To Thomas Mann Randolph
Philadelphia May 9. 98.
Th:J. To Tmr.
My last to you was of the 3d. instant. yours of the 29th. April is now recieved. Champlain came perfectly safe: and I am in hopes you will have found Escarbot as I know it is in the library, and I think in one of the 3. presses fronting the door: I mean those near the commode, but the North East range of them. you will see in Bache an Alien bill worthy of the 8th. or 9th. century. it will pass the Senate probably by a majority of 3. to 1. but not the H. of R. they are preparing a reasonable one. the bill for the Provisional army, will be very hard run. if our members were here it would be easily rejected. the tax on lands houses & negroes goes on. there will be no questions on that but of modification. there is a rumour from Baltimore of peace between France & England on terms entirely dictated by the former. but nobody knows how it came, nor pays the least attention to it. the famous dispatches checked the addresses for peace as we expected, but did not produce any for war from the country in general, except New Jersey, a state entirely agitated from this city. the body of the people are still firm for peace. so they remain even in this city. the young men who addressed the President mounted the black (understood to be English) cockade. numbers of the people the next day appeared with the tricolor (or French) cockade, the same thing happened yesterday evening, being the fast day. a fray ensued & the light horse was called in. I write in the morning and therefore do not yet know the details. but it seems designed to drive the people into violence. this is becoming fast a scene of tumult & confusion. my tenderest love to my ever dear Martha & the little ones. cordial affections & Adieu to yourself.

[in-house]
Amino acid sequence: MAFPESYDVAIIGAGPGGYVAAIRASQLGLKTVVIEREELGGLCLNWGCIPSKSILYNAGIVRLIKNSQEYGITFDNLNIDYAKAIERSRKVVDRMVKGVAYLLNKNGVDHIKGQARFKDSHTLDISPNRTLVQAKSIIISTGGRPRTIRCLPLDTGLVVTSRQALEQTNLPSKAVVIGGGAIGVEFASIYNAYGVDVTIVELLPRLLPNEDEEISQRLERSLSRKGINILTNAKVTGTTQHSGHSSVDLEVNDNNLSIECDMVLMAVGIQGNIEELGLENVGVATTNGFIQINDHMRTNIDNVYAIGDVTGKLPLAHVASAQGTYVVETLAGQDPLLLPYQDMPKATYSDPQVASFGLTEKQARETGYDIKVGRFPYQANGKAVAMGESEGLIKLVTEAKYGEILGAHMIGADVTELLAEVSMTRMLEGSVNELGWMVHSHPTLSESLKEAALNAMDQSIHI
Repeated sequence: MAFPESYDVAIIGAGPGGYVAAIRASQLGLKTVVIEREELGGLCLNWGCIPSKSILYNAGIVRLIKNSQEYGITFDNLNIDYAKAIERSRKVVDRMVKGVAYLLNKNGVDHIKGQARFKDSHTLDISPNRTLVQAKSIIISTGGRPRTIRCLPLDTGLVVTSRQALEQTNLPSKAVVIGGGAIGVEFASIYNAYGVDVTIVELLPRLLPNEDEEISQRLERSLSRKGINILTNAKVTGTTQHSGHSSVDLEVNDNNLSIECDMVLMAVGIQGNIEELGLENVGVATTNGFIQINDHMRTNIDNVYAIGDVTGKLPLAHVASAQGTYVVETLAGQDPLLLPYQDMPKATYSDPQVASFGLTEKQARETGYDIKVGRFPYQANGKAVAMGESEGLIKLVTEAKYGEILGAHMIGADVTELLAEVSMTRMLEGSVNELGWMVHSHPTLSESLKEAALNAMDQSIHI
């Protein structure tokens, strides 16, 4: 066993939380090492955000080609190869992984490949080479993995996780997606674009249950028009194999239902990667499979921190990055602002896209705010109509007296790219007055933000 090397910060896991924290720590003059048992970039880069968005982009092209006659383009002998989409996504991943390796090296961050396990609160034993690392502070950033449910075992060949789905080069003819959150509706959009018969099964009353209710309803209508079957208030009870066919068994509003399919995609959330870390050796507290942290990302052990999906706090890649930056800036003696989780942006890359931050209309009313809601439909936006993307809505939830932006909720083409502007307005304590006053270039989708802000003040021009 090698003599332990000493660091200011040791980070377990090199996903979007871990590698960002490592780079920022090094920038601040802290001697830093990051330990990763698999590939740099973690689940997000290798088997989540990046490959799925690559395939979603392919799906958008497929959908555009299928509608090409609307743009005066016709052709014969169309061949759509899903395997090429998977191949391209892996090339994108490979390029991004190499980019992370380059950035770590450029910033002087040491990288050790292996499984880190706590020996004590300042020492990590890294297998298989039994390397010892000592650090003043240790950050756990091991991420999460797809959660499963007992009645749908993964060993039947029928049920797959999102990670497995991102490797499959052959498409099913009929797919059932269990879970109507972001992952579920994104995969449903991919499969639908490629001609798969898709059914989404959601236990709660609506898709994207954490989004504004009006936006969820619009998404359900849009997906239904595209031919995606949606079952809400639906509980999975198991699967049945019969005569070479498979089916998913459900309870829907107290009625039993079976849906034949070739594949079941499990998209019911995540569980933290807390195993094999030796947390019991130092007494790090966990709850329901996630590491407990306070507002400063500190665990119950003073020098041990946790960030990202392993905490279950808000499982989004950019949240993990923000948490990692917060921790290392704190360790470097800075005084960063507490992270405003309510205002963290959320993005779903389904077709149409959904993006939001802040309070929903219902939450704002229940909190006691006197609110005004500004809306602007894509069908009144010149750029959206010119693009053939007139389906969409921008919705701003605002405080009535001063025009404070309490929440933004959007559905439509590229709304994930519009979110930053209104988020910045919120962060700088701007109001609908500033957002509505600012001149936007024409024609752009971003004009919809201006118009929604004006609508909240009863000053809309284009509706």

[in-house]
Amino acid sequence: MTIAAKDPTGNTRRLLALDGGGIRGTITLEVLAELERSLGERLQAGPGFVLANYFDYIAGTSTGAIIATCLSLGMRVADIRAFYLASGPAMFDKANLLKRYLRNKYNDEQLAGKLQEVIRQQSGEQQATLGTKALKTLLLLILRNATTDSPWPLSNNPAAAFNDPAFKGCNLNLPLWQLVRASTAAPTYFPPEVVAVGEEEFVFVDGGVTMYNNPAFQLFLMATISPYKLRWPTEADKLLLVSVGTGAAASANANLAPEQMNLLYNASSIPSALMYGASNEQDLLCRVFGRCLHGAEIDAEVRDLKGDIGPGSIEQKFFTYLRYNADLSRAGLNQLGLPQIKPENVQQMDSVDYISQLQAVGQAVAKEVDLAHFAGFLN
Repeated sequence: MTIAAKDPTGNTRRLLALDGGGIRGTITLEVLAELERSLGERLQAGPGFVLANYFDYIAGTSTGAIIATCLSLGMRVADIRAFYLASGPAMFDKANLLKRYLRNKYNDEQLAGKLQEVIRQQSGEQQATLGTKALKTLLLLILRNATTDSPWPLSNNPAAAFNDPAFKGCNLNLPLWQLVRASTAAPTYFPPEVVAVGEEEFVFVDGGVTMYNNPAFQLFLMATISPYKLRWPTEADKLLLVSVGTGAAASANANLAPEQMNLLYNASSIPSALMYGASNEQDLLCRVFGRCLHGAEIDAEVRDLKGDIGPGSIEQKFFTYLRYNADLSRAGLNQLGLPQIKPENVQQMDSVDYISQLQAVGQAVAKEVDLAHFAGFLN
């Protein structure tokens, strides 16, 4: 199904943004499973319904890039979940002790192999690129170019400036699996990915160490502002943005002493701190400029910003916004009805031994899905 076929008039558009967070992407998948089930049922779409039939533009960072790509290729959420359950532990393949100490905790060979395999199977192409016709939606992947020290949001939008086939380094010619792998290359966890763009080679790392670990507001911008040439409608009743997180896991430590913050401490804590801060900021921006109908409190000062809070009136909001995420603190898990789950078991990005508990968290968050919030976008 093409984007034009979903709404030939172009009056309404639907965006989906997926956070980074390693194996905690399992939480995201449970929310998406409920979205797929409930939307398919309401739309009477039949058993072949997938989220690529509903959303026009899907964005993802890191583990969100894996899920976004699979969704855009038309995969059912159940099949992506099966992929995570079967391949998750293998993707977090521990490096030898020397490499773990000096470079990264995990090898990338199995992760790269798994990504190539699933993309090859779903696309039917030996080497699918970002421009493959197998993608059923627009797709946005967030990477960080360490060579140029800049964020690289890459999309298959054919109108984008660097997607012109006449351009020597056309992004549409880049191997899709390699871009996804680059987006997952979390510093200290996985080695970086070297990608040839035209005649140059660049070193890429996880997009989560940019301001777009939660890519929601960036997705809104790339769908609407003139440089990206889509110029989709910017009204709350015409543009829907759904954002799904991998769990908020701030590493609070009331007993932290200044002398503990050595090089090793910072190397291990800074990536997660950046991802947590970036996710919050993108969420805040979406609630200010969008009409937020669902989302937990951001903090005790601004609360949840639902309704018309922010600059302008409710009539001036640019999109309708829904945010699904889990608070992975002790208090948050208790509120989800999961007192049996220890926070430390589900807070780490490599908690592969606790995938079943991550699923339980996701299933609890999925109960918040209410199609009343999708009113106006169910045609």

RC (DLC); written partly or entirely on 10 May (see note below), recorded in SJL under 9 May but after entry for Madison under 10 May; endorsed by Randolph as received 5 June 1798.
On 7 May up to 1,200 young men of Philadelphia marched before thousands of spectators from City Tavern to the president’s house and presented Adams, dressed for the occasion in full military attire, with an address offering their support in the defense of the country against the French threat. At the urging of William Cobbett, they wore black cockades to define themselves as “Americans” and to distinguish themselves from the “pro-French” sympathizing Republicans who wore tricolored cockades (Porcupine’s Gazette, 4, 7, 8 May 1798; Abigail Adams to Mary Cranch, 7, 10 May 1798, in Stewart Mitchell, ed., New Letters of Abigail Adams, 1788–1801 [Boston, 1947], 169, 171).
TJ’s reference to yesterday evening, being the fast day indicates that this part of the letter was written on 10 May, the day following the observance. For an account of the Fray that broke out on the 9th and the disturbances preceding it, see Albrecht Koschnik, “Political Conflict and Public Contest: Rituals of National Celebration in Philadelphia, 1788–1815,” PMHB description begins Pennsylvania Magazine of History and Biography, 1877- description ends , 118 (1994), 236–9.